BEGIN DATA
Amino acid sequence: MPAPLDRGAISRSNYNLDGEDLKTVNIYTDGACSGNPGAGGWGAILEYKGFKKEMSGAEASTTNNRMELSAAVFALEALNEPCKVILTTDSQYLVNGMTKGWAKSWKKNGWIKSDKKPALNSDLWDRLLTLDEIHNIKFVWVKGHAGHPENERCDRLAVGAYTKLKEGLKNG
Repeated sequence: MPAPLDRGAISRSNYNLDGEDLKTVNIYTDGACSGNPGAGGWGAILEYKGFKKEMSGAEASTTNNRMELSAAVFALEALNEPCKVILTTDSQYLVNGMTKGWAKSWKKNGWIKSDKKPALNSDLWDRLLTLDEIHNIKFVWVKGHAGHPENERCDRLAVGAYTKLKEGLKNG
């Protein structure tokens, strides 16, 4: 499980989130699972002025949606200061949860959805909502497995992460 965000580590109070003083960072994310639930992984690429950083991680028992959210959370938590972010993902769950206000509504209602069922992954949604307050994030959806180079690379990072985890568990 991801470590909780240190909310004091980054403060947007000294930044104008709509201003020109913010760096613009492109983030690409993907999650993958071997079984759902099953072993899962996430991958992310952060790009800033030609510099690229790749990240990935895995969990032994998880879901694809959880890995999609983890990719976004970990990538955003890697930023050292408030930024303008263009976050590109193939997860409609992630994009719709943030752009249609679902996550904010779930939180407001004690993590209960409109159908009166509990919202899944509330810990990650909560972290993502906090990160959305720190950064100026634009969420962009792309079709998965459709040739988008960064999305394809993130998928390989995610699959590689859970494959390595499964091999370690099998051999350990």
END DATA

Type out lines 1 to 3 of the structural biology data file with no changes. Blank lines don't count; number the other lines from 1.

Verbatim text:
Amino acid sequence: MPAPLDRGAISRSNYNLDGEDLKTVNIYTDGACSGNPGAGGWGAILEYKGFKKEMSGAEASTTNNRMELSAAVFALEALNEPCKVILTTDSQYLVNGMTKGWAKSWKKNGWIKSDKKPALNSDLWDRLLTLDEIHNIKFVWVKGHAGHPENERCDRLAVGAYTKLKEGLKNG
Repeated sequence: MPAPLDRGAISRSNYNLDGEDLKTVNIYTDGACSGNPGAGGWGAILEYKGFKKEMSGAEASTTNNRMELSAAVFALEALNEPCKVILTTDSQYLVNGMTKGWAKSWKKNGWIKSDKKPALNSDLWDRLLTLDEIHNIKFVWVKGHAGHPENERCDRLAVGAYTKLKEGLKNG
């Protein structure tokens, strides 16, 4: 499980989130699972002025949606200061949860959805909502497995992460 965000580590109070003083960072994310639930992984690429950083991680028992959210959370938590972010993902769950206000509504209602069922992954949604307050994030959806180079690379990072985890568990 991801470590909780240190909310004091980054403060947007000294930044104008709509201003020109913010760096613009492109983030690409993907999650993958071997079984759902099953072993899962996430991958992310952060790009800033030609510099690229790749990240990935895995969990032994998880879901694809959880890995999609983890990719976004970990990538955003890697930023050292408030930024303008263009976050590109193939997860409609992630994009719709943030752009249609679902996550904010779930939180407001004690993590209960409109159908009166509990919202899944509330810990990650909560972290993502906090990160959305720190950064100026634009969420962009792309079709998965459709040739988008960064999305394809993130998928390989995610699959590689859970494959390595499964091999370690099998051999350990």